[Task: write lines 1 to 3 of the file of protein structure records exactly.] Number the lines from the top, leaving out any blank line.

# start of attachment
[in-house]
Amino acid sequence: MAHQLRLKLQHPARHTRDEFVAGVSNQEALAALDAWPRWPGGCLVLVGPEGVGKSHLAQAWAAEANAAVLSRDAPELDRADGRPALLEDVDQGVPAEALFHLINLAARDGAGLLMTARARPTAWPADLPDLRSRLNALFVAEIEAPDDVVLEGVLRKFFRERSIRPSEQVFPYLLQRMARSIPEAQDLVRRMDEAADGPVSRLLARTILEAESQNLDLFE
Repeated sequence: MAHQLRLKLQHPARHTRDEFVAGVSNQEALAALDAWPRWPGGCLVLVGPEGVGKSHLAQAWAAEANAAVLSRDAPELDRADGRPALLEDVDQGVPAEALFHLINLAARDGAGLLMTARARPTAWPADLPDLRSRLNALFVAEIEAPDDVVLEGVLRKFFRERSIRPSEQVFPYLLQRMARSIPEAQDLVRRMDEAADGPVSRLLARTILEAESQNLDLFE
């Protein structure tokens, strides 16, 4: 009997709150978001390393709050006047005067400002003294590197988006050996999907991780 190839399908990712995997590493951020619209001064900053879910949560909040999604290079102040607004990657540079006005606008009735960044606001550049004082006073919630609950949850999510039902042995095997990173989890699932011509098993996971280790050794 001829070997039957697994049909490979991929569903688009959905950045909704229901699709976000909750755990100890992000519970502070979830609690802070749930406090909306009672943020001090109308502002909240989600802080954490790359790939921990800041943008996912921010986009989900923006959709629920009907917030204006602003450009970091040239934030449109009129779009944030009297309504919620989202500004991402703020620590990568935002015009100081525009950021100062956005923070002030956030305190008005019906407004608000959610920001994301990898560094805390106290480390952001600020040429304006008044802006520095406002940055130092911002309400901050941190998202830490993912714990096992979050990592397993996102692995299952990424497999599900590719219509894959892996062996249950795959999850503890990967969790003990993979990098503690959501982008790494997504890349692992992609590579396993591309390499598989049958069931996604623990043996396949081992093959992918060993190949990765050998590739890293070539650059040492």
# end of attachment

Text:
[in-house]
Amino acid sequence: MAHQLRLKLQHPARHTRDEFVAGVSNQEALAALDAWPRWPGGCLVLVGPEGVGKSHLAQAWAAEANAAVLSRDAPELDRADGRPALLEDVDQGVPAEALFHLINLAARDGAGLLMTARARPTAWPADLPDLRSRLNALFVAEIEAPDDVVLEGVLRKFFRERSIRPSEQVFPYLLQRMARSIPEAQDLVRRMDEAADGPVSRLLARTILEAESQNLDLFE
Repeated sequence: MAHQLRLKLQHPARHTRDEFVAGVSNQEALAALDAWPRWPGGCLVLVGPEGVGKSHLAQAWAAEANAAVLSRDAPELDRADGRPALLEDVDQGVPAEALFHLINLAARDGAGLLMTARARPTAWPADLPDLRSRLNALFVAEIEAPDDVVLEGVLRKFFRERSIRPSEQVFPYLLQRMARSIPEAQDLVRRMDEAADGPVSRLLARTILEAESQNLDLFE